[REBOL] Re: Temporal data [was is REBOL OO]
From: SunandaDH:aol at: 14-Jan-2004 5:15
For those of you reading this with no interest in the issues involved in
designing realtime reservations systems, here's a couple of related REBOL puzzles
-- and I really would like the answers to these; they'd make building such a
system in REBOL so much easier -- see last couple of paragraphs of this email.
We have a bitmap, where each 1-bit represents the availability of a resource
on a given day, eg
data: copy 
loop 200 [
append data to char! random 255
bit-map: charset data
What we need is the location of the first occurrence of n consecutive 1-bits:
available? bit-map 5
available? bit-map 12
256 bits isn't enough for a bit-per-day for a whole year. We need two
Extend available? to find n consecutive bits within a bitset, or across a
bit-map1: charset data
bit-map2: charset skip data random 50
available? [bit-map1 bit-map2] 5
available? [bit-map1 bit-map2] 12
> I really appreciate your comment and if you feel like you could let me see
> the state of your work
> I would be grateful for too. But I will not either be furious against you
> you don't because I know what sum of work it
The state of my work is an in-brain design for a system way larger than the
one you want.
But here are some ideas, some of which may be relevant....
SEE IF IT WORKS ANYWAY
You may well find that you can do what you want with standard software -- in
which case you don't have a problem except for scaling as your client grows
into a premier nation-wide business.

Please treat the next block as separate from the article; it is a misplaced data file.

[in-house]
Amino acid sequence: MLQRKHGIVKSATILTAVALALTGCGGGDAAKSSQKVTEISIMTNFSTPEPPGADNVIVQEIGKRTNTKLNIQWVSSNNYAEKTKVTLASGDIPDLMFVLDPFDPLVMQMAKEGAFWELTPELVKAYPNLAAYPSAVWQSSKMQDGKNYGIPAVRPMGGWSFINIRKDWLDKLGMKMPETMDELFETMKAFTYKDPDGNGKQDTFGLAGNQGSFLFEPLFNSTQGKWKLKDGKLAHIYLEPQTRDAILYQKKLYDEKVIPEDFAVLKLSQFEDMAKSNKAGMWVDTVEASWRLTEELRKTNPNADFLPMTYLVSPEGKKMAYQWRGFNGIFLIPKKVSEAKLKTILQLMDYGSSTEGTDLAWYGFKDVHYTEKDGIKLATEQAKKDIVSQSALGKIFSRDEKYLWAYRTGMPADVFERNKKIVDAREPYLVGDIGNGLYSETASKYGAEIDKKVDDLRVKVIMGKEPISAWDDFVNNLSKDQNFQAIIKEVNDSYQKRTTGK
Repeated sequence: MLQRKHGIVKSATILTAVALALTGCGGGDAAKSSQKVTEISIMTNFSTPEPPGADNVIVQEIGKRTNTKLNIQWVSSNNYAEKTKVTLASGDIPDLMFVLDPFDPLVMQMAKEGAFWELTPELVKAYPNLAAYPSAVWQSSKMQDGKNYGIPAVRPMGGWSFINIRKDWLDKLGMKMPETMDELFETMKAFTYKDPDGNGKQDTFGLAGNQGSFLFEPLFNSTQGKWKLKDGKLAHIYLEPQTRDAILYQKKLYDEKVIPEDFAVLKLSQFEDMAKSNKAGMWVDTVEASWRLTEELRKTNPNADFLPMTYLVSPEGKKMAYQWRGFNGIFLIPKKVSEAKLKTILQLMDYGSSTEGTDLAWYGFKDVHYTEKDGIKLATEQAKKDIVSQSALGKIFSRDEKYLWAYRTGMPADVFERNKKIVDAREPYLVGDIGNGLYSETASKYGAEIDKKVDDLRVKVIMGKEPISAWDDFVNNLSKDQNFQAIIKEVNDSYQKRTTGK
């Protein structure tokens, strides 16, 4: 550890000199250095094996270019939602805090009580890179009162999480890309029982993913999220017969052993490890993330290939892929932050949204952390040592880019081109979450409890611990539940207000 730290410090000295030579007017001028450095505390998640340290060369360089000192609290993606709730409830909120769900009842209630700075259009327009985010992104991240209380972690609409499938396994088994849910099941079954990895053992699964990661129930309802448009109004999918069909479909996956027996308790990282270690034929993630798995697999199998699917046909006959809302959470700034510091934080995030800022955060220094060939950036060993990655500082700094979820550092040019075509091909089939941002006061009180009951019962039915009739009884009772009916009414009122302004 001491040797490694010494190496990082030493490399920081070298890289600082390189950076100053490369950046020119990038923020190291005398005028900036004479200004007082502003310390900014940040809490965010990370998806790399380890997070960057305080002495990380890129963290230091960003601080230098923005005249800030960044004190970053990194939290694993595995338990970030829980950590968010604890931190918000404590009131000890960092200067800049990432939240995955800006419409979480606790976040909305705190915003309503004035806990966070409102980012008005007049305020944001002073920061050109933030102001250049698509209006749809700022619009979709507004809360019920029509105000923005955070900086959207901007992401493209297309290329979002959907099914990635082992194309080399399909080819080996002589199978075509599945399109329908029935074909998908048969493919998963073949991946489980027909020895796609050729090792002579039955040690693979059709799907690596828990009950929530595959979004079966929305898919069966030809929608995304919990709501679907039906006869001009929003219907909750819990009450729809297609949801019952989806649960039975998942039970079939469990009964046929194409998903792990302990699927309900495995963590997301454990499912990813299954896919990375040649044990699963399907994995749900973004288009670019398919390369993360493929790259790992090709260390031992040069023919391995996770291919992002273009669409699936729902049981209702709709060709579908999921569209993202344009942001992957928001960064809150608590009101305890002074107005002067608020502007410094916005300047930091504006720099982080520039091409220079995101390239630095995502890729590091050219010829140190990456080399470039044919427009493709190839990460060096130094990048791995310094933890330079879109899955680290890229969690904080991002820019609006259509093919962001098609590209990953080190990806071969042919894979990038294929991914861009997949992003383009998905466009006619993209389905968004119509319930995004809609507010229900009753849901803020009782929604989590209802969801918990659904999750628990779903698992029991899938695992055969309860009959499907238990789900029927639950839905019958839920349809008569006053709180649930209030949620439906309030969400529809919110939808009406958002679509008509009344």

MACHINES, LOTS OF THEM
You might just be able to throw hardware at the problem. A dozen USD300 Linux
boxes from Walmart each running part of the availability search may solve the
STANDARD DATA WAREHOUSE
An off-the-shelf data warehouse package may work for you.
Data warehousing is designed to take large lumps of data, reduce it down in
ways that make it extremely easy to sort and sift and analyse, but a total pig
if you ever needed to update it. Most data warehousing users throw all their
historical data into the warehouse every few months or so, so dating happens
A reservations system, in effect, uses data warehouse techniques for fast
searching, but on an availability database that gets rebuilt every day. That
means most queries are in two parts:
1. Query the availability database for a list of alternatives
2. Check those against the actual inventory to see if they are still
You can probably see one obvious flaw in that -- if a booking is cancelled,
the stock won't show up in the availability database until it is rebuilt. So,
for the rest of that day (or until the availability database is rebuilt) that
item can't be found in searches, and so a sale may be lost.
That may not matter too much for a flight that happens in three months --
there is still plenty of time to sell it before departure time. But it could be
lost revenue if the flight goes today. That's why:
1. cancellation charges are so high close to departure date
2. Look at most holiday/reservations systems on the web. They almost all have
a "Last minute" or "late bargains" or some such search feature. Why? Because
those searches run in a completely different way -- either against the live
inventory data, or against another specialised search database.
BUILD YOUR OWN SEARCH DATABASE
If off-the-shelf warehousing is too slow for real-time queries (or it takes
too long to rebuild the database each day), then think about building your own.
The main things to do are to reduce data down as small as possible into data
structures that you can search very fast. And are carefully constructed to
handle the typical queries the system expects.
One method is to use bit-maps -- hence the opening puzzle.
If, say, you have one bit-map for "10pm-11pm Singles Special" with a bit set
for each day of the year that is available, and another bit-map for "Senior
discount days" for the days when you offer reduced entry to seniors, then
answering the question...
I'm a senior: do you have any weekend singles specials at a discount for me?
...is pretty trivial -- assuming, of course, you are using a language that
can dice and slice and rifflle shuffle long strings of bits.
Which is why I wrote:
<<But I'm still fairly agnostic about whether REBOL is a great tool for